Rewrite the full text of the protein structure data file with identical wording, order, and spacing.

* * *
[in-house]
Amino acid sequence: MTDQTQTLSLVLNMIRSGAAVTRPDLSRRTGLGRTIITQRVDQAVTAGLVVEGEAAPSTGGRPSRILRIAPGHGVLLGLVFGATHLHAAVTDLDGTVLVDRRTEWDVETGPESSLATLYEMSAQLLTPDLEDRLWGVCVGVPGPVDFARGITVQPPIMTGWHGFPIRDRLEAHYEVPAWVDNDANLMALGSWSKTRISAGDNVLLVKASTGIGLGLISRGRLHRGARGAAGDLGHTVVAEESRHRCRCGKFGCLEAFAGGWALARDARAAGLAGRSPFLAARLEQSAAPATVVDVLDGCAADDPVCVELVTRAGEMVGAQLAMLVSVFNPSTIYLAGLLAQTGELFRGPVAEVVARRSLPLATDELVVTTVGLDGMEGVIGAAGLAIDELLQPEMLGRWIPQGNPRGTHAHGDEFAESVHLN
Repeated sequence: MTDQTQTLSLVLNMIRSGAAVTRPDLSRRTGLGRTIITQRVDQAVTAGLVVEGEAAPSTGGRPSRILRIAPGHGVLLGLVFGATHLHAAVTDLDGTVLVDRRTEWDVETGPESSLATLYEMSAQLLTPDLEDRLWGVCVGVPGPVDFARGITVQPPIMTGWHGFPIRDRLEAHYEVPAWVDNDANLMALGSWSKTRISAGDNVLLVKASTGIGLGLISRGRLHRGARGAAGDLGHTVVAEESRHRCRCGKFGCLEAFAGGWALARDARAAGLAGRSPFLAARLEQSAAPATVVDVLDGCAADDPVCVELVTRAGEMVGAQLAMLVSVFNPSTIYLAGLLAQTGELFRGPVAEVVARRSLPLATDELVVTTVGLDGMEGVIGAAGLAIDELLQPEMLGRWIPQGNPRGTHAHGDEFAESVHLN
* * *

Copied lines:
[in-house]
Amino acid sequence: MTDQTQTLSLVLNMIRSGAAVTRPDLSRRTGLGRTIITQRVDQAVTAGLVVEGEAAPSTGGRPSRILRIAPGHGVLLGLVFGATHLHAAVTDLDGTVLVDRRTEWDVETGPESSLATLYEMSAQLLTPDLEDRLWGVCVGVPGPVDFARGITVQPPIMTGWHGFPIRDRLEAHYEVPAWVDNDANLMALGSWSKTRISAGDNVLLVKASTGIGLGLISRGRLHRGARGAAGDLGHTVVAEESRHRCRCGKFGCLEAFAGGWALARDARAAGLAGRSPFLAARLEQSAAPATVVDVLDGCAADDPVCVELVTRAGEMVGAQLAMLVSVFNPSTIYLAGLLAQTGELFRGPVAEVVARRSLPLATDELVVTTVGLDGMEGVIGAAGLAIDELLQPEMLGRWIPQGNPRGTHAHGDEFAESVHLN
Repeated sequence: MTDQTQTLSLVLNMIRSGAAVTRPDLSRRTGLGRTIITQRVDQAVTAGLVVEGEAAPSTGGRPSRILRIAPGHGVLLGLVFGATHLHAAVTDLDGTVLVDRRTEWDVETGPESSLATLYEMSAQLLTPDLEDRLWGVCVGVPGPVDFARGITVQPPIMTGWHGFPIRDRLEAHYEVPAWVDNDANLMALGSWSKTRISAGDNVLLVKASTGIGLGLISRGRLHRGARGAAGDLGHTVVAEESRHRCRCGKFGCLEAFAGGWALARDARAAGLAGRSPFLAARLEQSAAPATVVDVLDGCAADDPVCVELVTRAGEMVGAQLAMLVSVFNPSTIYLAGLLAQTGELFRGPVAEVVARRSLPLATDELVVTTVGLDGMEGVIGAAGLAIDELLQPEMLGRWIPQGNPRGTHAHGDEFAESVHLN